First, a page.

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Christian History Home > 131 Christians > Denominational Founders > John Knox


John Knox
Presbyterian with a sword
posted 8/08/2008 12:56PM

 1 of 2


John Knox
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"The sword of justice is God's, and if princes and rulers fail to use it, others may."

He was a minister of the Christian gospel who advocated violent revolution. He was considered one of the most powerful preachers of his day, but only two of the hundreds of sermons he preached were ever published. He is a key figure in the formation of modern Scotland, yet there is only one monument erected to him in Scotland, and his grave lies beneath a parking lot.

John Knox was indeed a man of many paradoxes, a Hebrew Jeremiah set down on Scottish soil. In a relentless campaign of fiery oratory, he sought to destroy what he felt was idolatry and to purify Scotland's religion.

Timeline

1488

First complete Hebrew Old Testament

1497

Savonarola excommunicated

1512

Michelangelo completes Sistine Chapel frescoes

1514

John Knox born

1572

John Knox dies

1587

Mary Stuart executed

Taking up the cause

John Knox was born around 1514, at Haddington, a small town south of Edinburgh. Around 1529 he entered the University of St. Andrews and went on to study theology. He was ordained in 1536, but became a notary, then a tutor to the sons of local lairds (lower ranking Scottish nobility).

Dramatic events were unfolding in Scotland during Knox's youth. Many were angry with the Catholic church, which owned more than half the real estate and gathered an annual income of nearly 18 times that of the crown. Bishops and priests were often mere political appointments, and many never hid their immoral lives: the archbishop of St. Andrews, Cardinal Beaton, openly consorted with concubines and sired 10 children.

The constant sea traffic between Scotland and Europe allowed Lutheran literature to be smuggled into the country. Church authorities were alarmed by this "heresy" and tried to suppress it. Patrick Hamilton, an outspoken Protestant convert, was burned at the stake in 1528.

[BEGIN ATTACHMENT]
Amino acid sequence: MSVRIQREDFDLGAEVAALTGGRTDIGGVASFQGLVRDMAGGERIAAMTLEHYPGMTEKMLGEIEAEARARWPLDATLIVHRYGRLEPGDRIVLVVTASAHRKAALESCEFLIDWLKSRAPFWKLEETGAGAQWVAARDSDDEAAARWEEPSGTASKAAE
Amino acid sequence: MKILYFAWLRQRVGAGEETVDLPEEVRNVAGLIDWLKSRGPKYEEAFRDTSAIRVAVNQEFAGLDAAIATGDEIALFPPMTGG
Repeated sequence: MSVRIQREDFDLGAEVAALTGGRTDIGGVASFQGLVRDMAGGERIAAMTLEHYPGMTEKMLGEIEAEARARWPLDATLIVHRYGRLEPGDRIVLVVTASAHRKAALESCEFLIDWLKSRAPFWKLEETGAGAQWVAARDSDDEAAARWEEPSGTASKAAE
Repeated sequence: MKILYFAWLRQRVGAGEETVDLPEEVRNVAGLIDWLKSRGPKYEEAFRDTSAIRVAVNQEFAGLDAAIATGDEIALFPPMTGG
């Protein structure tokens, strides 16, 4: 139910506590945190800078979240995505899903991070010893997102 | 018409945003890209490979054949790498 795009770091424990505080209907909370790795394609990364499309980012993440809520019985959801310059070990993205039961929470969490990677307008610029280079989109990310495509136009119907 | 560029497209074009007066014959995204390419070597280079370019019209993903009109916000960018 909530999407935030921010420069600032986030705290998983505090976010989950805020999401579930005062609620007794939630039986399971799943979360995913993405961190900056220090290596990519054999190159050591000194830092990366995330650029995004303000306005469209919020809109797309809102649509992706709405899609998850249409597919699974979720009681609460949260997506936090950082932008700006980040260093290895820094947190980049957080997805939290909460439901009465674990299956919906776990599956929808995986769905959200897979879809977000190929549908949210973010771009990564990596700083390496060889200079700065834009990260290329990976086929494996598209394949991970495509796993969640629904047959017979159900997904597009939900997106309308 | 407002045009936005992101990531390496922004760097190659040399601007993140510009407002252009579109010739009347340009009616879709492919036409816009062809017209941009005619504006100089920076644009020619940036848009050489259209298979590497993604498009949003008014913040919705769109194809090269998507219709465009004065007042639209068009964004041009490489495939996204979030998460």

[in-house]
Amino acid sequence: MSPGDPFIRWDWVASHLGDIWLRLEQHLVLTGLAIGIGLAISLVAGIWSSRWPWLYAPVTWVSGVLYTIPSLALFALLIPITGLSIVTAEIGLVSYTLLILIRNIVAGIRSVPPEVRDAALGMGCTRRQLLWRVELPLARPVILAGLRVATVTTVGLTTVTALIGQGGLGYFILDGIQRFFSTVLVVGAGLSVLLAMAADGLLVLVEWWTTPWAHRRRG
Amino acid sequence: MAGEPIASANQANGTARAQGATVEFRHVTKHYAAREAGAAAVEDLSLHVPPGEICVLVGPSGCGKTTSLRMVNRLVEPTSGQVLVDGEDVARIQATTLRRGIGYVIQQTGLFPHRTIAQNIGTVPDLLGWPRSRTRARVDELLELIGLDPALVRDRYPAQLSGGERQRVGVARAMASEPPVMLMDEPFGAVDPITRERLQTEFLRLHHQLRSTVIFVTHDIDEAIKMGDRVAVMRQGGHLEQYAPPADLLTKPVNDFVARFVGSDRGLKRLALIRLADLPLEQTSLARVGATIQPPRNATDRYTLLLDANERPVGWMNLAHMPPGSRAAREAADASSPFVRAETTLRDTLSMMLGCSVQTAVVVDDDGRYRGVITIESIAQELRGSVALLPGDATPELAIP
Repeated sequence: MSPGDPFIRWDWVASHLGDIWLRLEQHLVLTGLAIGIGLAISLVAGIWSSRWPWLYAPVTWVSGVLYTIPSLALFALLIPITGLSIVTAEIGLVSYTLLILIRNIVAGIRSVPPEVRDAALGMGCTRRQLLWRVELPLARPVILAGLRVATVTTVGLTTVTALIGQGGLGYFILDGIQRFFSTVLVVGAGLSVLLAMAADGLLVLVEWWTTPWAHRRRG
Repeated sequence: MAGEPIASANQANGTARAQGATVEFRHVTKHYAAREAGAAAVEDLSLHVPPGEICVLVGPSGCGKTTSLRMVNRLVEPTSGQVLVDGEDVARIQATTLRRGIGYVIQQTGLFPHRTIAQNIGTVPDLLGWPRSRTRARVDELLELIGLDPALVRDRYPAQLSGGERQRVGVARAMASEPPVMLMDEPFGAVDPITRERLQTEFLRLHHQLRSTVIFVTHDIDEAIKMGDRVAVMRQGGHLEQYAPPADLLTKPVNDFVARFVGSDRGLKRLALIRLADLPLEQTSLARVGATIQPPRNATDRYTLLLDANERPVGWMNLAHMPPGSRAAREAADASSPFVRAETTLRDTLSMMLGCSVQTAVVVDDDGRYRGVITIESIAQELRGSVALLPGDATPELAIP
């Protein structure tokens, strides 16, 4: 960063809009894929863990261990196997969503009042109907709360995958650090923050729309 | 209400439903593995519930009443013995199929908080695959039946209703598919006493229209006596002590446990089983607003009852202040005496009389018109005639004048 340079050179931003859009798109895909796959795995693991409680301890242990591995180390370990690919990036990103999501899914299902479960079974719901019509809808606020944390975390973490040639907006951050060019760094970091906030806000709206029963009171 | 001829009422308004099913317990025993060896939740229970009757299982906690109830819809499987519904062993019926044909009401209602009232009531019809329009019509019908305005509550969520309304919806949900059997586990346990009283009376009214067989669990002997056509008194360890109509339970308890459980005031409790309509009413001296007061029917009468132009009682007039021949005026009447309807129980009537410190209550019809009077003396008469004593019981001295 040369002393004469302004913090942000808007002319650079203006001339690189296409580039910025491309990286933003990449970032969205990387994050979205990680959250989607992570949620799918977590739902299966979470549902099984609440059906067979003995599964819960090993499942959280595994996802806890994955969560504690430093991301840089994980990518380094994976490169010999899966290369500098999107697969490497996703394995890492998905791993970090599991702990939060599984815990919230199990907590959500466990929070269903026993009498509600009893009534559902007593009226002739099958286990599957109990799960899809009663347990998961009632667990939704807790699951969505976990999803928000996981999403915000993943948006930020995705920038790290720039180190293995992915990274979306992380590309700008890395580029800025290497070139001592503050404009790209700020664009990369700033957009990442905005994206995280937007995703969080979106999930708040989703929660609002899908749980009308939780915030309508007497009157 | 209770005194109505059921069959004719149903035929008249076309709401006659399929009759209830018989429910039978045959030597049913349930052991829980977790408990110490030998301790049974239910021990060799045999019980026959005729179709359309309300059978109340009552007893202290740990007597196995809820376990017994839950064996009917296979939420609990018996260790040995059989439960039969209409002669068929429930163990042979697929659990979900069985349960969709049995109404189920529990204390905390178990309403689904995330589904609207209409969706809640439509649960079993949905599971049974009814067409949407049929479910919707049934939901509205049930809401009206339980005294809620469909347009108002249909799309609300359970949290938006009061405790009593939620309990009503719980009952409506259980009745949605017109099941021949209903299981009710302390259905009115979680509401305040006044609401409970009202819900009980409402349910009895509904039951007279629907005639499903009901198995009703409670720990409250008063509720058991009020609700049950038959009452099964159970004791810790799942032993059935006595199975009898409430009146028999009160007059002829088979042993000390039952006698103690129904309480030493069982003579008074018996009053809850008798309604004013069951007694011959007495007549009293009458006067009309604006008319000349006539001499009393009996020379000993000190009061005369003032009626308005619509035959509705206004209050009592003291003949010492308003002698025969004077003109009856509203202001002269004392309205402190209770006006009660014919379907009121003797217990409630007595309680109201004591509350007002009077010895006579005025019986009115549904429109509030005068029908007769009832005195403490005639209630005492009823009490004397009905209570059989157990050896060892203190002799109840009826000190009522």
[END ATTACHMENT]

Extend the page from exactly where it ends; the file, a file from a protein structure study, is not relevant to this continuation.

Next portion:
In the early 1540s, Knox came under the influence of converted reformers, and under the preaching of Thomas Guilliame, he joined them. Knox then became a bodyguard for the fiery Protestant preacher George Wishart, who was speaking throughout Scotland.

In 1546, however, Beaton had Wishart arrested, tried, strangled, and burned. In response, a party of 16 Protestant nobles stormed the castle, assassinated Beaton, and mutilated his body. The castle was immediately put to siege by a fleet of French ships (Catholic France was an ally to Scotland). Though Knox was not privy to the murder, he did approve of it, and during a break in the siege, he joined the besieged party in the castle.

During a Protestant service one Sunday, preacher John Rough spoke on the election of ministers, and publicly asked Knox to undertake the office of preacher. When the congregation confirmed the call, Knox was shaken and reduced to tears. He declined at first, but eventually submitted to what he felt was a divine call.

It was a short-lived ministry. In 1547, after St. Andrews Castle had again been put under siege, it finally capitulated. Some of the occupants were imprisoned. Others, like Knox, were sent to the galleys as slaves.

Traveling preacher

Nineteen months passed before he and others were released. Knox spent the next five years in England, and his reputation for preaching quickly blossomed. But when Catholic Mary Tudor took the throne, Knox was forced to flee to France.

He made his way to Geneva, where he met John Calvin. The French reformer described Knox as a "brother … laboring energetically for the faith." Knox for his part, was so impressed with Calvin's Geneva, he called it, "the most perfect school of Christ that was ever on earth since the days of the apostles."




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